It’s Sukkot holiday week and if Israelis aren’t actually dwelling in their sukkahs, they are lazing on the beach, or even more probably, stuck in traffic in the hopes of lazing on the beach. If they are paying attention to the news, they are worrying about Moscow’s rage over Israel’s role in the downed Russian plane in Syria.
What they are least likely to have paid attention to is what Startup Nation was up to over the holidays.
Ostensibly, there was a lot of action. Last week, the medical tech company Mazor Robotics was sold to Medtronic of Ireland for $1.6 billion. On Tuesday, Tapingo, a platform for ordering meals on college campuses, was sold to Grubhub of the U.S. for $150 million and the Indian online retailer Flipkart acquired the analytics startup Upstream Commerce for a reported $50 million.
On the surface, that all seems like good news. Israel is Startup Nation, and what we do is start up companies with cool technology and eventually makes millions selling them. It’s a win-win – the investors earn a profit, the people almost always get to keep their jobs, now as employees of a multinational. And the entrepreneurs start up another company and the cycle repeats itself.
Which is all well and good, but first of all, that win-win is confined to Israel's technology industry and doesn't filter through to everyone else; and secondly, Israel's Startup Nation phenomenon itself has stopped growing.
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Still a kid at heart
The fact is there’s a limit to how many startups even Israel can create. Entrepreneurs and good ideas don’t grow on trees.
Already there aren’t enough engineers, and Israeli companies have to complete for their skills with the 300 or so multinational research and development centers operating in Israel.
The result is that is that the growth in the number of Israeli startups has stalled over the last few years, according to figures from Startup Nation Central.
In 2014, more than 1,000 startups were formed and 221 closed. Three years later, the numbers were 700 and 408, respectively.
Israel's tech industry was supposed to overcome the problem of stagnating start numbers by becoming more “mature,” that is, companies would no longer sell themselves after being in business a few years. Instead of reaping immediate profits from an exit, they would do it the old fashioned way by making and selling products and services. In the process they would have to hire people to handle such things as finance, marketing, manufacturing and human resources.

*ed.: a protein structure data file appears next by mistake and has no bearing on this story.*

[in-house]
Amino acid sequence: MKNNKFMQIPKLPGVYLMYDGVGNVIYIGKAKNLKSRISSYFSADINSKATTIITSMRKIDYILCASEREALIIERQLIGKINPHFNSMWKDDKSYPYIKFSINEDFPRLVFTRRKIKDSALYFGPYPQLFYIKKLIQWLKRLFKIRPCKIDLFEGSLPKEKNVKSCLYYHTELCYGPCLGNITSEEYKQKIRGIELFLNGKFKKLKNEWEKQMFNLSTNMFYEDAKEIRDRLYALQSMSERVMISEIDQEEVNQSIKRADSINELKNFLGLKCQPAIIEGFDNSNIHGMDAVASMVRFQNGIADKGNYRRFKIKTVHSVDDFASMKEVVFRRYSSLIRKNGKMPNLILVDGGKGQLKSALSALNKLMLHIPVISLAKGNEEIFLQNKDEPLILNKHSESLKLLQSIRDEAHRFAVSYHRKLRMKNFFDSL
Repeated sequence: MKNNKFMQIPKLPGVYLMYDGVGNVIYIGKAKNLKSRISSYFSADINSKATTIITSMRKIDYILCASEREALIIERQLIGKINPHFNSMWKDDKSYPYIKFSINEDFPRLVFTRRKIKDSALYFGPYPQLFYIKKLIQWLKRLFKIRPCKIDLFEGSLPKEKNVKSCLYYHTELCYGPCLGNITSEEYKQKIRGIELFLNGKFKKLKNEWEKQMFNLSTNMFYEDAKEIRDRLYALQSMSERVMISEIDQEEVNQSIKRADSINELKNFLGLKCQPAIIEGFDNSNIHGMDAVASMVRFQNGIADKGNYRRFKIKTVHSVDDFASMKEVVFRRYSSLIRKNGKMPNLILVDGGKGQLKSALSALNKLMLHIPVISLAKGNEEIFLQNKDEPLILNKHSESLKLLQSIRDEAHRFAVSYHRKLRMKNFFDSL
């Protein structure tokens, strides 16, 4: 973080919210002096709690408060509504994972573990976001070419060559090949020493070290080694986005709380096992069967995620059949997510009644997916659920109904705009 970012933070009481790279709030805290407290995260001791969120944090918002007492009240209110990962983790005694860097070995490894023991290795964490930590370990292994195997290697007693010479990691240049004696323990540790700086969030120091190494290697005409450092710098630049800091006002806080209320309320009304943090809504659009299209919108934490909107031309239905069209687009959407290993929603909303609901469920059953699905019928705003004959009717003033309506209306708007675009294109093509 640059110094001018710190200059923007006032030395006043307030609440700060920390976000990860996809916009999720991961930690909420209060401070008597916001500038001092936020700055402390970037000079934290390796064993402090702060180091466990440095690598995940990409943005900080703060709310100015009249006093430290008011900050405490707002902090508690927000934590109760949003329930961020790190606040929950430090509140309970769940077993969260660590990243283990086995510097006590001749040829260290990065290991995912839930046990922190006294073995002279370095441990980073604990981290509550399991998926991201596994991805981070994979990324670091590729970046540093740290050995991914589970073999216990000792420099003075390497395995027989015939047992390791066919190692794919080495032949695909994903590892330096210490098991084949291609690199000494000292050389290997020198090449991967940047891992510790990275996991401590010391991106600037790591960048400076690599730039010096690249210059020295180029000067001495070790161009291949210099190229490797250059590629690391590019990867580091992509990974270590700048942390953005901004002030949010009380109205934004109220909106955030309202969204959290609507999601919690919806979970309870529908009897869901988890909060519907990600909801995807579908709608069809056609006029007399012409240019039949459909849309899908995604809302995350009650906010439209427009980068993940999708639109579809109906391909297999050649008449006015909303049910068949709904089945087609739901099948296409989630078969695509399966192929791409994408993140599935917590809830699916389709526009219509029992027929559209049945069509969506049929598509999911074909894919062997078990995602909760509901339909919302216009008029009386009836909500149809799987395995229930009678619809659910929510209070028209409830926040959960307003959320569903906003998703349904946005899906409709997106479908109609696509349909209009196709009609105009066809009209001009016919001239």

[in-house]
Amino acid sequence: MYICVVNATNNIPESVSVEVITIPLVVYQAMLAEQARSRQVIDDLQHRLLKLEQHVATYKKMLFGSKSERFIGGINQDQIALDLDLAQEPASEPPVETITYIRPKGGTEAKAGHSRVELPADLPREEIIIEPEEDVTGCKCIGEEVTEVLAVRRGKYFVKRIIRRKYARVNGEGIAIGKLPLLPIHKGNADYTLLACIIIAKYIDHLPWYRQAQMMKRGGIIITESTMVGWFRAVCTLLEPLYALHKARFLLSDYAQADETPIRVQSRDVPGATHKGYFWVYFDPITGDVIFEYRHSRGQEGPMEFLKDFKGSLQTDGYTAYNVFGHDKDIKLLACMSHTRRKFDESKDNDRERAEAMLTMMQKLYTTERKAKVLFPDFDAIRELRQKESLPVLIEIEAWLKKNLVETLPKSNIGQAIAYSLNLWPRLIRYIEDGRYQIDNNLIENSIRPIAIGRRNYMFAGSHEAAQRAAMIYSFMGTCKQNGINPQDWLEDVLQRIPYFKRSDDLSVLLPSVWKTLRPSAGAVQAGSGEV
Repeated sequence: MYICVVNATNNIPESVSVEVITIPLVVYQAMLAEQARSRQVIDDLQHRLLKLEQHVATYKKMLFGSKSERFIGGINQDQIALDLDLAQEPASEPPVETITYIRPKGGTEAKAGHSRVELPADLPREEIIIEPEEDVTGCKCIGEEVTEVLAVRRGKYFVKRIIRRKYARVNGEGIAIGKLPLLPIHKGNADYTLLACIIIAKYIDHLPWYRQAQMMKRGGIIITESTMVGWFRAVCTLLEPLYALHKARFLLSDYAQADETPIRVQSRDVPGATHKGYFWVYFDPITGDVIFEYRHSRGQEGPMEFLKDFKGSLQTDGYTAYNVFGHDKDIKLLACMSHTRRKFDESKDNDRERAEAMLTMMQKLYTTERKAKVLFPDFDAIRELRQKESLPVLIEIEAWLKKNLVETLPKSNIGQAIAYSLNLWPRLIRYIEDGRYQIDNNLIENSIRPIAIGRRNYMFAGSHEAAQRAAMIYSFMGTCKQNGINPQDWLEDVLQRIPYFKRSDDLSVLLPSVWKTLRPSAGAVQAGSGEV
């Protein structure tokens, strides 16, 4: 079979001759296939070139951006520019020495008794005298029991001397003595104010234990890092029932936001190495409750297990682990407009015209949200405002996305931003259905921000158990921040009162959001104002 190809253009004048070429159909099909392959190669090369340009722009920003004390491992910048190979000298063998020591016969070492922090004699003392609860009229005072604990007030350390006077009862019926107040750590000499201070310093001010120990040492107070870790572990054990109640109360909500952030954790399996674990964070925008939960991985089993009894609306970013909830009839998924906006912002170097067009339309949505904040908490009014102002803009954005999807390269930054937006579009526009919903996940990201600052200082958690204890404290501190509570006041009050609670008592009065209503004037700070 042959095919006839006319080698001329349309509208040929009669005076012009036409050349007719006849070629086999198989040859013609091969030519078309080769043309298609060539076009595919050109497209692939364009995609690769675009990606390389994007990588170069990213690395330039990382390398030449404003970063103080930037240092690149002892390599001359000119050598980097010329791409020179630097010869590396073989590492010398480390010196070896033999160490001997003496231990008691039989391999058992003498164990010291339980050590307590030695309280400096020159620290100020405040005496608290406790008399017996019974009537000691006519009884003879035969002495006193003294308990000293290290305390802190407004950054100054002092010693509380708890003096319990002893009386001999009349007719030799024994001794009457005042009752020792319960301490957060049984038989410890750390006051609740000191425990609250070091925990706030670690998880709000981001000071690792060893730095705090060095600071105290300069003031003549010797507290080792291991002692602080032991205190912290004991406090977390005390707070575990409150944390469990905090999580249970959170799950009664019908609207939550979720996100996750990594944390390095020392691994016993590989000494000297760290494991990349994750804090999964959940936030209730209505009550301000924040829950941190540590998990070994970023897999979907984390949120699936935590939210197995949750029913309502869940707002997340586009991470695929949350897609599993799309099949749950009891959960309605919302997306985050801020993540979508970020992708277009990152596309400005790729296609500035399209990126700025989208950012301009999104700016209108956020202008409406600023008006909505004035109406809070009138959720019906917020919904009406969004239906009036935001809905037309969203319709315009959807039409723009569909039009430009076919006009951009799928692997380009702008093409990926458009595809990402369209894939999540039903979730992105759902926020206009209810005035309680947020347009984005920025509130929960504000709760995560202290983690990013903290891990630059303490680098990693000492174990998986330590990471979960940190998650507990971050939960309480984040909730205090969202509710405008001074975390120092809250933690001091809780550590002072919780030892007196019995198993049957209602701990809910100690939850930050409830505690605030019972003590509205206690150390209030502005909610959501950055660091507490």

The three exits we’ve witnessed over the last few days evince none of that. They attest that Startup Nation is still an impatient child with its eye on the exit.
Those who say the industry is growing up argue that showing the number of exits has been shrinking. It’s true – there were 132 exits in 2014, dropping to 127 last year and 58 in the first half of this year, according to Israel Venture Capital Research. But not all exits are the same.
A startup that lists on the stock market plans to stay independent and become a real business, if it isn’t already. After all, since the dot.com boom fizzled 18 years ago, you can no longer sell investors on the flimflam that that you’re in a lengthy “growth stage” (that is, unless you’re Jeff Bezos) and profits will come later.
But the number of Israeli startups that head for the stock market was tiny to begin with and is dropping. There were just eight initial public offerings in 2017, and there have been three in the first half of this year.
The kind of exit that tells you startups and their backers are really exiting, in the sense of disposing the business, is merger and acquisition deals, that is, when the company is sold lock, stock and barrel to another company. Here, the IVC data show that M&A activity has been remarkably stable in the last few years, with a dip in 2017 that looks like it is being reversed this year.
None of this is surprising. The shareholders of a startup company are typically venture capital funds, sometimes big corporations, the firm’s entrepreneurs and employees, and private investors. Like any investor, they want to earn a return and in the case of a small, non-public company that means selling it either to another company or to other investors via the stock market. Between those two options, they still prefer the stock market by a long shot.
Even for people who when they hear the word “Java” think of a cup of coffee or an Indonesian island, rather than of a computer-programming language, the fate of Startup Nation is critical. Israel is regarded as a much bigger economic, political and military power (No. 8, according to a U.S. News & World report survey) than its tiny size would ordinarily merit, and the reason for that is our technology prowess.
Innovative abilities are the reason why Israel has become an integral part of the global tech industry. It’s the reason why China and India pay us so much attention. Our cyber-warfare and intelligence capabilities command the respect of our allies and fear of our foes. It’s the only important industry where Israel is globally competitive and if we lose it or let it stagnate, we’re toast. But, alas, there’s the smell of something burning.